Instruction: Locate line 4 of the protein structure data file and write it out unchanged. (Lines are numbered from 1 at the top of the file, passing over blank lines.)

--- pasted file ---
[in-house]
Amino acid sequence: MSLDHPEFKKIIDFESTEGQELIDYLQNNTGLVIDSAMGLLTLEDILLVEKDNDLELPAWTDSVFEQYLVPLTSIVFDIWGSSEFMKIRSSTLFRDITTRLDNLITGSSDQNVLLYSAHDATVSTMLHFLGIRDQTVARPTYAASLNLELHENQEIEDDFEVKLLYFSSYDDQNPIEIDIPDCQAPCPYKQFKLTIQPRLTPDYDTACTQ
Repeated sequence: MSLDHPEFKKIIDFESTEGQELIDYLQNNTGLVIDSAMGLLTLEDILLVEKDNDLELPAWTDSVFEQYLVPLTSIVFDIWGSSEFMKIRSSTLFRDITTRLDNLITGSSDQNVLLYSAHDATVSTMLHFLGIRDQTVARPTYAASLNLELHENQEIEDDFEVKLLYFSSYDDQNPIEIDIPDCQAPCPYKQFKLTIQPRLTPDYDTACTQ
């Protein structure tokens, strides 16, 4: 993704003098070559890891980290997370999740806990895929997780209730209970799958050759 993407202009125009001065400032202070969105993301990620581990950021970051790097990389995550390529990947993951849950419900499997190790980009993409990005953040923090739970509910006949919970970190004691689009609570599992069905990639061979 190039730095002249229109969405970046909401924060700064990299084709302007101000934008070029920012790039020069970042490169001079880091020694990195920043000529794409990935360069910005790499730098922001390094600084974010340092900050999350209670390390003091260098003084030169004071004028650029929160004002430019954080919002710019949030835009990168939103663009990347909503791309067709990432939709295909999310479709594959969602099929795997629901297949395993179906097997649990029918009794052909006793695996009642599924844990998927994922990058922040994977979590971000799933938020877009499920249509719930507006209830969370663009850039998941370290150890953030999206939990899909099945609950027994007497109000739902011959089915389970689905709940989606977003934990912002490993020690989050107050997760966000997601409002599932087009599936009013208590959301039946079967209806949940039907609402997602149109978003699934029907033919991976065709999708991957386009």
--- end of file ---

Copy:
């Protein structure tokens, strides 16, 4: 993704003098070559890891980290997370999740806990895929997780209730209970799958050759 993407202009125009001065400032202070969105993301990620581990950021970051790097990389995550390529990947993951849950419900499997190790980009993409990005953040923090739970509910006949919970970190004691689009609570599992069905990639061979 190039730095002249229109969405970046909401924060700064990299084709302007101000934008070029920012790039020069970042490169001079880091020694990195920043000529794409990935360069910005790499730098922001390094600084974010340092900050999350209670390390003091260098003084030169004071004028650029929160004002430019954080919002710019949030835009990168939103663009990347909503791309067709990432939709295909999310479709594959969602099929795997629901297949395993179906097997649990029918009794052909006793695996009642599924844990998927994922990058922040994977979590971000799933938020877009499920249509719930507006209830969370663009850039998941370290150890953030999206939990899909099945609950027994007497109000739902011959089915389970689905709940989606977003934990912002490993020690989050107050997760966000997601409002599932087009599936009013208590959301039946079967209806949940039907609402997602149109978003699934029907033919991976065709999708991957386009």